How to stay comfortable and sane living in rural Thailand.

Country lane line with coconut trees in Thailand
Photo by The author Tracy

Quick version

  • Learn some Thai
  • Change your view of the world
  • You’ll never be a local
  • But you can live like a local

Learning a new language is fun, and you learn quickly by immersing yourself

It always blows my mind when people go to non-speaking English countries and don’t try to learn at least a few basic cordial greetings.

I’ve seen it many times where a foreigner tortures a poor local by forcing the local to communicate in English.

When I go to a new country, I spend a fair amount of time learning the basics. Being able to communicate goes a long way.

Counting money in a foreign land is super important too.

There is nothing more frustrating than buying something by pointing at it and then handing the business owner a bunch of money and hoping you get some change back.

For the most part, Thais speak excellent English, especially in the big cities and tourist areas. But when you’re out in the sticks, good luck communicating in English.

When you’re out in the sticks, you will have plenty of time to refer to that language book you’ve brought along.

Unfortunately, the Thai language is not included in many online language apps.

But if you want to learn Thai, the best way is to immerse yourself in the culture. You do that by Surrounding yourself with friendly, familiar faces and interacting with them in group settings.

Listen to them talk. You’ll be picking up words and phrases in no time.

Depending on where you are in Thailand, the local language may be different from Thai or have a different Thai dialect.

So, maybe that Thai language book you’ve packed might not be as helpful as you want after all.

Old women selling fruit in Thailand
Photo by Norbert Braun

Change your view of the world

Thailand is unlike any other country on the planet. Thais are fierce in defense of their culture.

A culture that’s been primarily intact since the 10th. Century.

And like I say,” you won’t change Thailand. Thailand will change you.”

It’s critical to any long-lasting success here to put aside your views of the world.

Thais don’t get caught up in world politics too much, and as I write this article, Thailand has maintained its neutrality in the Russian Ukrainian war.

The Thai government has had numerous coups over its existence, and I would advise any foreigner to refrain from bringing up any domestic political views.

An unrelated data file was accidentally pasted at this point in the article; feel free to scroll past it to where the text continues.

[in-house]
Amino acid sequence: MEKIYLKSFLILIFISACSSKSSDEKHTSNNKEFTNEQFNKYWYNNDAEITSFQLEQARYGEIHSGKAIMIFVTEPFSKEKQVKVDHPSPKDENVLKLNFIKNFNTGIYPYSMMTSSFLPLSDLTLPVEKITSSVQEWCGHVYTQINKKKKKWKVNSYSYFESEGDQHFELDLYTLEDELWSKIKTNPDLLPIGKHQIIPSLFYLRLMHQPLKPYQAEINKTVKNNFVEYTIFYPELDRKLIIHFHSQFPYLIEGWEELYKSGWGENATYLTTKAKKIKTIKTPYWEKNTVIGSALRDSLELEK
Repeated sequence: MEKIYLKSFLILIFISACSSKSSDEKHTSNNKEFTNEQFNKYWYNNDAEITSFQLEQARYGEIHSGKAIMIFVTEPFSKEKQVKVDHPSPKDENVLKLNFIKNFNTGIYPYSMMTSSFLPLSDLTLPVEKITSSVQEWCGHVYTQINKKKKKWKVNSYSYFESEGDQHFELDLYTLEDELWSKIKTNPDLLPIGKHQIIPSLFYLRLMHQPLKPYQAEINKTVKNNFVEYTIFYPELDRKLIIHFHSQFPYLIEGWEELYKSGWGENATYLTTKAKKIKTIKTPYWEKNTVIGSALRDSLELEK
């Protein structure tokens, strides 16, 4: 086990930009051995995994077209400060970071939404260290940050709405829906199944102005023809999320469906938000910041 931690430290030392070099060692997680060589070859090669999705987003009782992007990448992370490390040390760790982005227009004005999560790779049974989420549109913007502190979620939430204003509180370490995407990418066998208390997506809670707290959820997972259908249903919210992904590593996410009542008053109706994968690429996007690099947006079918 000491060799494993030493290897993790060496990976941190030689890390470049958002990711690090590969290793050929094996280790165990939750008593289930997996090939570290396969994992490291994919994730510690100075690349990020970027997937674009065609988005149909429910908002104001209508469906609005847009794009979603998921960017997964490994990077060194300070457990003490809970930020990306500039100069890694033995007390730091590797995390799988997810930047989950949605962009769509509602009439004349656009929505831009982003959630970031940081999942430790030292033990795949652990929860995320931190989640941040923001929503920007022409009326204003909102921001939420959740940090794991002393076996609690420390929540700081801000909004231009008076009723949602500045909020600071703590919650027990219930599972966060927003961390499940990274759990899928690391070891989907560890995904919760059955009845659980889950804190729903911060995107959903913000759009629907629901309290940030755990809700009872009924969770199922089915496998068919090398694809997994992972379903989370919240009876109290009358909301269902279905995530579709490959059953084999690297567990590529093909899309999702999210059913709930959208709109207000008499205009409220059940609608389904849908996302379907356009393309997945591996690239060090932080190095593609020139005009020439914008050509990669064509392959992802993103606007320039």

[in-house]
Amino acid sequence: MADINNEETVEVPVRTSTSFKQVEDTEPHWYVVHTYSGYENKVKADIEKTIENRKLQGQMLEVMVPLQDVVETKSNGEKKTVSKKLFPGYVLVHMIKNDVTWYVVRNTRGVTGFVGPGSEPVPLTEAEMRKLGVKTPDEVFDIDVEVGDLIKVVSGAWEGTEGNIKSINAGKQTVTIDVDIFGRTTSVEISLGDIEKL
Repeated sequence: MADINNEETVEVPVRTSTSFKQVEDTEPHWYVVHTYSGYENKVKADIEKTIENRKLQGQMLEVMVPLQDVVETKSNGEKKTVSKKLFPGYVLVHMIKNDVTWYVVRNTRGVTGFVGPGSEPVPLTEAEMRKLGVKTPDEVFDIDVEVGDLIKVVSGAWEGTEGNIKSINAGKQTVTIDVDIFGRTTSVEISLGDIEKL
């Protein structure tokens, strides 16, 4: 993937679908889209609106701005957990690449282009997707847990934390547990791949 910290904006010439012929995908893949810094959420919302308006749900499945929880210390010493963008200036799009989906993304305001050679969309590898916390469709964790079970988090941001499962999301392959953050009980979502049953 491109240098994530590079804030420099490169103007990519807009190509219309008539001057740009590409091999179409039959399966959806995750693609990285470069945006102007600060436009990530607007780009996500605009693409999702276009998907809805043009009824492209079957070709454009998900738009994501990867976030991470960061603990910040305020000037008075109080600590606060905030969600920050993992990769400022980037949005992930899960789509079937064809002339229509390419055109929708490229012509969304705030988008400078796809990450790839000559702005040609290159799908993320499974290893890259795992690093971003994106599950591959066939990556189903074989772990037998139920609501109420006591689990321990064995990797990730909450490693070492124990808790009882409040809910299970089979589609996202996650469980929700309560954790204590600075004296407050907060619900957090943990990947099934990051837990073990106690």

Thais accept being confined to uncomfortable sitting positions on long bus and train rides or waiting in long lines at government buildings.

Thais have a tremendous amount of patience when dealing with difficult people or situations.

The outbursts you see in the west rarely happen in Thailand.

And above all, never ever insult or joke about the monarchy. The government has lese-majesty laws (treason) that could land you in prison for many years if you’re found guilty of insulting the royal family or institutions.

You have to let go and let the circumstances unfold and let life unfold as it will.

Three headed Buddha statue
Photo by Alice

You’ll never be a local

Many ex-pats brag about how many years they’ve lived in Thailand or how many long-lasting business connections they have.

They like to put out the attitude of “ I’m a Thai just like any other Thai because…”

Well, that ego-based thinking is just plain wrong.

No matter how long you’ve lived in Thailand or your social status, you’ll never be a local if you are not born in Thailand with their unique genetic lineage.

In fact, you are a Farang (foreigner) and will be forever.

You’ll hear that term a lot but don’t worry it's not meant to be derogatory.

Thais physically move differently than westerners, and the traditions are so ingrained and so subtle I doubt any westerner would ever be able to crack the “Thai code.”

Rice farmer in the field in Northern Thailand
Photo by Pat Whelen

But you can live like a local

There is a way to survive and live comfortably in rural Thailand.

That is to live like a local.

All those delicious hamburgers, pizzas, chicken Ceasar salads, and tacos we enjoy in the west, for the most part, are non-existent in rural Thailand.

Even if you find those foods in Bangkok, they just don’t taste the same as back home.

If you’re fortunate enough to find decent farang food, you’ll pay the same or more that you pay back home.

Another mistake I see farangs make is they try to build their houses in Thailand like the houses back home.

They are usually built with beautiful gardens, driveways, architecture, and modern appliances.

But the thing is, those modern features are usually built with sub-standard Chinese crap for the most part.

Building materials are the same price as back home, so you won’t be saving money there. Only the labor is cheaper in Thailand. (Unfortunate for the locals).

The best way to succeed in rural Thailand is to eat what the Thais eat, drink what the Thais drink, and live in houses as the Thais do.

By learning some Thai, letting go of your ego, realizing you’ll always be a foreigner, and living like the Thais, you too can live comfortably and sane in rural Thailand as I have for the past 20 years.

Reach out to me if you want to learn more about living in Thailand.

Tracy the author and 3 girls watching him fly a drone over a temple
The Author Tracy with Three girls watching me fly a drone

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